Electric cars have been stirring up a storm for lithium. Prices of the mineral, which is an essential component of the lithium-ion batteries that power electric cars like Teslas, have been rising to stratopheric heights, amid the prospect of widespread mass production of fully electric cars, each requiring some 21.4 kg (47 lb) of lithium carbonate equivalent in their batteries.
The tripling in lithium prices over three years is poised to fuel a multi-billion dollar rush of deals as major players jostle for dominance to supply the metal needed for the electric vehicle battery revolution.
China accounted for more than half of global electric vehicle sales last year, which exceeded 1 million for the first time. And that’s just a taste of what’s to come as the government targets 7 million vehicles by 2025. The Asian nation’s expected to lead a mergers and acquisition bonanza as companies seek to wrest more control of the market from Western rivals.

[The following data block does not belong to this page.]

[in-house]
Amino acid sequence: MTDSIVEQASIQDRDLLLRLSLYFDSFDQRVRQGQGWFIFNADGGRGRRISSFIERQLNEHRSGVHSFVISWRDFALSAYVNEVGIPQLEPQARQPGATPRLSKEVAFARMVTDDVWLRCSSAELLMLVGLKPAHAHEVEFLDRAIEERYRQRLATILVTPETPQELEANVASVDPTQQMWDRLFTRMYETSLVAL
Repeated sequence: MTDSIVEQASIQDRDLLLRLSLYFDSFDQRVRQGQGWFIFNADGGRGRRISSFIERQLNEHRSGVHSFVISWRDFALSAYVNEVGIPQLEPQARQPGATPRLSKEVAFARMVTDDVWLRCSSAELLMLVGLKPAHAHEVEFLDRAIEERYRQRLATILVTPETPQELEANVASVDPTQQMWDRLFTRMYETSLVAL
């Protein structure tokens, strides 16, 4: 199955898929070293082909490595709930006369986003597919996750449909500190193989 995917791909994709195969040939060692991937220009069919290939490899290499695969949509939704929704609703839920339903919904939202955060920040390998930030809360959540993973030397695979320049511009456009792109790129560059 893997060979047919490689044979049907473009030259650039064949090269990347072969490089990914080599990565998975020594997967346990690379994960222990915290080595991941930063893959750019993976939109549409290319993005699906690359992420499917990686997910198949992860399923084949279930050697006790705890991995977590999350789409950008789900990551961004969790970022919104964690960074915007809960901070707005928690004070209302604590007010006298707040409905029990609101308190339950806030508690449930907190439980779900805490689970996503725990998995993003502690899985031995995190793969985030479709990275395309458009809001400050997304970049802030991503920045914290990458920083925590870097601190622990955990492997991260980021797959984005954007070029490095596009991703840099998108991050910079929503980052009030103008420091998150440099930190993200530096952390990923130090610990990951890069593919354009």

China’s biggest supplier, Ganfeng Lithium Co., aims to deploy proceeds from a planned Hong Kong listing to extend an acquisition spree and there’s rumors going around that it could raise about $1 billion. Suitors including Tianqi Lithium Corp. are weighing offers for Nutrien Ltd.’s $4 billion stake in South America’s lithium giant Soc. Quimica & Minera de Chile SA. Tianqi has been considering a a Hong Kong share sale that could raise as much as $500 million, whereas Shaanxi J&R Optimum Energy Co. has held talks on a potential takeover of a new Australian miner.
End-users are also entering the fray. Toyota Group’s trading unit in January took a 15 percent stake in Orocobre Ltd., which produces lithium in Argentina, while Australia’s Pilbara Minerals Ltd. has won investments from South Korea’s Posco and China’s Great Wall Motor Co.
Galaxy Resources Ltd. has said it’s seeking to add partners as it advances the Sal de Vida project in Argentina and has held informal talks with auto makers and battery suppliers including Panasonic Corp.
The prospect of consolidation shows the lithium sector is maturing after its most recent price boom, according to Simon Moores, London-based managing director of consultant Benchmark Mineral Intelligence. “The industry is growing up,” he said. “Now is the time for majors to be making decisions.”